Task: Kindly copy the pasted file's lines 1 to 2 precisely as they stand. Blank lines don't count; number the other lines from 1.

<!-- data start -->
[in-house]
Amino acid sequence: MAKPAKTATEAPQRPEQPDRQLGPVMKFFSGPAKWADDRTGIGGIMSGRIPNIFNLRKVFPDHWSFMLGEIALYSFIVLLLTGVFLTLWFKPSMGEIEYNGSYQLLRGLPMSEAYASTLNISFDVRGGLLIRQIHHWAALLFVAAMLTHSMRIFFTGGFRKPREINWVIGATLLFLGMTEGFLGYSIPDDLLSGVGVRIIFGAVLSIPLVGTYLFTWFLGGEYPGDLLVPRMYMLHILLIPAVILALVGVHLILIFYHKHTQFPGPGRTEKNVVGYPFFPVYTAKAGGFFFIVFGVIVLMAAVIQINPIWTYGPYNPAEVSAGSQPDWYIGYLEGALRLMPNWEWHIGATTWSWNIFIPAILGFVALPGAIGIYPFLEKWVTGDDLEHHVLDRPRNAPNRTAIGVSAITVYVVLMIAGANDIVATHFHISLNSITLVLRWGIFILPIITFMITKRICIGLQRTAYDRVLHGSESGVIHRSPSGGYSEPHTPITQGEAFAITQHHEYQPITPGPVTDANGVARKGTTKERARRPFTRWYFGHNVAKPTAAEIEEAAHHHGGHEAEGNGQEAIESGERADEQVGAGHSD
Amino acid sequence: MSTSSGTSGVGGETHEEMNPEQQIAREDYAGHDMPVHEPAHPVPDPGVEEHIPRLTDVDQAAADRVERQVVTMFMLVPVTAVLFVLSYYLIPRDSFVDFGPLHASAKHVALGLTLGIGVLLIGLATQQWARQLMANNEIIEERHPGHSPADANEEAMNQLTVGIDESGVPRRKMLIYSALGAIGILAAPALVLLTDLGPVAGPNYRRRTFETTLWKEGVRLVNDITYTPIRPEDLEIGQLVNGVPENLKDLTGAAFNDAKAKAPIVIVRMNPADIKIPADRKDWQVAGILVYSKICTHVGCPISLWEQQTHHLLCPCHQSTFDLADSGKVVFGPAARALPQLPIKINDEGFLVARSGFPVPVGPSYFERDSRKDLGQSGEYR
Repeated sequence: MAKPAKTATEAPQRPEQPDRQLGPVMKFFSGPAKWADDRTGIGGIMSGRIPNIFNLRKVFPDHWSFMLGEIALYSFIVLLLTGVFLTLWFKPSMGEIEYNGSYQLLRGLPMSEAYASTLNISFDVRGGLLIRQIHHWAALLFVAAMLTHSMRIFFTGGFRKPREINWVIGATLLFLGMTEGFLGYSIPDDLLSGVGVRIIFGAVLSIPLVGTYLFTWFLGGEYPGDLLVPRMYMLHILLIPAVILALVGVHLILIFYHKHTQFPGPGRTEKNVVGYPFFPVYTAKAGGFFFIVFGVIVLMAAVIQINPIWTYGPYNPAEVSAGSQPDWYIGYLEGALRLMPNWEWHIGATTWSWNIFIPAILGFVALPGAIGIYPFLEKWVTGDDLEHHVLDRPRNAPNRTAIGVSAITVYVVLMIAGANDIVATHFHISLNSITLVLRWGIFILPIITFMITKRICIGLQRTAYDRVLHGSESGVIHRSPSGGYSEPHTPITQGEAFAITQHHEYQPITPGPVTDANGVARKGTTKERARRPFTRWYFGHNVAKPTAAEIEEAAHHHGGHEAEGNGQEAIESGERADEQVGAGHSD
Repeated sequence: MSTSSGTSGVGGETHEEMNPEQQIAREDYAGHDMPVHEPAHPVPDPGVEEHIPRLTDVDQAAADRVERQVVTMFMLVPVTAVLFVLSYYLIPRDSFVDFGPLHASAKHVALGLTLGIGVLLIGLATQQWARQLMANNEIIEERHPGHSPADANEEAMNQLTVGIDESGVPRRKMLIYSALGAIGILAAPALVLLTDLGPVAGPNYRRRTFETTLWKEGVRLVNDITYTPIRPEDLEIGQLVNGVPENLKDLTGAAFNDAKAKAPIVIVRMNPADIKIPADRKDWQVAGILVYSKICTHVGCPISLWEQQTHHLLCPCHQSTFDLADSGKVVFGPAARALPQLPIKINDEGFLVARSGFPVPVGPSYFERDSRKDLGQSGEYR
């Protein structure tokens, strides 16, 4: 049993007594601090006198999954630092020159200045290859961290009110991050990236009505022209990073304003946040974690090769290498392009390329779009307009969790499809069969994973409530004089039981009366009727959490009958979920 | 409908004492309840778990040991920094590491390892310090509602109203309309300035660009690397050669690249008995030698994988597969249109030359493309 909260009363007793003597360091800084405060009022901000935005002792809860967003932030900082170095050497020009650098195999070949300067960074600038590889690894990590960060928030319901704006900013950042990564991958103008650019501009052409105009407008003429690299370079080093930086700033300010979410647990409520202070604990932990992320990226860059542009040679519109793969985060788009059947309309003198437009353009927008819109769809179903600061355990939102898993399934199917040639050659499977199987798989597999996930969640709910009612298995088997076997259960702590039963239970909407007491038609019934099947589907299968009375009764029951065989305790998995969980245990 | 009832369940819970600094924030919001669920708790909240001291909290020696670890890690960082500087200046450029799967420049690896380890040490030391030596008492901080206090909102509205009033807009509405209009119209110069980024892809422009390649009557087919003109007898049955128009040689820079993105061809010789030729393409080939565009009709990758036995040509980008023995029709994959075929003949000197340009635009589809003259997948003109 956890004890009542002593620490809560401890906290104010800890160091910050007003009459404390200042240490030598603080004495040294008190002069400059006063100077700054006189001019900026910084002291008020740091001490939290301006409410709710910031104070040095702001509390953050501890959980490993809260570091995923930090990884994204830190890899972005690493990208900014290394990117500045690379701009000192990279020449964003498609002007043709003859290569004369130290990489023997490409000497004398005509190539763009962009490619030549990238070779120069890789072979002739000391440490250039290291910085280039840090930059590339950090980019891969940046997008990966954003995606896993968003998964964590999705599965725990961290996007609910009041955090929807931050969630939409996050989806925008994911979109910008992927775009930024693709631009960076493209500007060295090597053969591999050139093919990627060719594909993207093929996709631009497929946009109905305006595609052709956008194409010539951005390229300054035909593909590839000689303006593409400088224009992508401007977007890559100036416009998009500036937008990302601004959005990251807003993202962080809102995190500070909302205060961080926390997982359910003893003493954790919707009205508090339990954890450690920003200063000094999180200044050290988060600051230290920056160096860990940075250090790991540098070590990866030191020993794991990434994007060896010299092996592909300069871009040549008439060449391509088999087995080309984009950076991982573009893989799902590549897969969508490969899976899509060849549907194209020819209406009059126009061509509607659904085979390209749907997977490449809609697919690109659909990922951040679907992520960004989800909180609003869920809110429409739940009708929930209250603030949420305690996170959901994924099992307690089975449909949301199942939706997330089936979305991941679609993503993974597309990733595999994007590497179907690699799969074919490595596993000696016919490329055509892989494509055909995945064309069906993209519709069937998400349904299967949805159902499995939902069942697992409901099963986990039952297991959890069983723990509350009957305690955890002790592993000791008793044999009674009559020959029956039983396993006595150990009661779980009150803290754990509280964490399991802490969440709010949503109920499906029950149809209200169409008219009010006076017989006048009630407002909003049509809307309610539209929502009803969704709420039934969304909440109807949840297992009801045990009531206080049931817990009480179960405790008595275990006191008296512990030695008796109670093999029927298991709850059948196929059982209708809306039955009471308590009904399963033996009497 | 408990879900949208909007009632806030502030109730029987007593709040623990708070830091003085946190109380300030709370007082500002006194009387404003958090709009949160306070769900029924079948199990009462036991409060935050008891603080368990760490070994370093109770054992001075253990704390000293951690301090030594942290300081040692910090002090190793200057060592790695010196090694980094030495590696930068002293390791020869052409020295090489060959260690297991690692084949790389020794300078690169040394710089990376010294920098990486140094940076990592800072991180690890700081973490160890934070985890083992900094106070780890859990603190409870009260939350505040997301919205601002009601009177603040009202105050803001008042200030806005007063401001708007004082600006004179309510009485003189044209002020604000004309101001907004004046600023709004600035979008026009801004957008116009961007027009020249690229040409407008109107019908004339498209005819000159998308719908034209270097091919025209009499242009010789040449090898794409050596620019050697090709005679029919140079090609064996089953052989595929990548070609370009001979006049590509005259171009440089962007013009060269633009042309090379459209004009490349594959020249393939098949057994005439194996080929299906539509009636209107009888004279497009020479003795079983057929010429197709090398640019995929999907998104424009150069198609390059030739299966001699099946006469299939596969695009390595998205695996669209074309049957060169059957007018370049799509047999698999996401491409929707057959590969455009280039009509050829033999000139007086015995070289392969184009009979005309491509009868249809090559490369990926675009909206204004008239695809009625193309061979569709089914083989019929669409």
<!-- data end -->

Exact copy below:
[in-house]
Amino acid sequence: MAKPAKTATEAPQRPEQPDRQLGPVMKFFSGPAKWADDRTGIGGIMSGRIPNIFNLRKVFPDHWSFMLGEIALYSFIVLLLTGVFLTLWFKPSMGEIEYNGSYQLLRGLPMSEAYASTLNISFDVRGGLLIRQIHHWAALLFVAAMLTHSMRIFFTGGFRKPREINWVIGATLLFLGMTEGFLGYSIPDDLLSGVGVRIIFGAVLSIPLVGTYLFTWFLGGEYPGDLLVPRMYMLHILLIPAVILALVGVHLILIFYHKHTQFPGPGRTEKNVVGYPFFPVYTAKAGGFFFIVFGVIVLMAAVIQINPIWTYGPYNPAEVSAGSQPDWYIGYLEGALRLMPNWEWHIGATTWSWNIFIPAILGFVALPGAIGIYPFLEKWVTGDDLEHHVLDRPRNAPNRTAIGVSAITVYVVLMIAGANDIVATHFHISLNSITLVLRWGIFILPIITFMITKRICIGLQRTAYDRVLHGSESGVIHRSPSGGYSEPHTPITQGEAFAITQHHEYQPITPGPVTDANGVARKGTTKERARRPFTRWYFGHNVAKPTAAEIEEAAHHHGGHEAEGNGQEAIESGERADEQVGAGHSD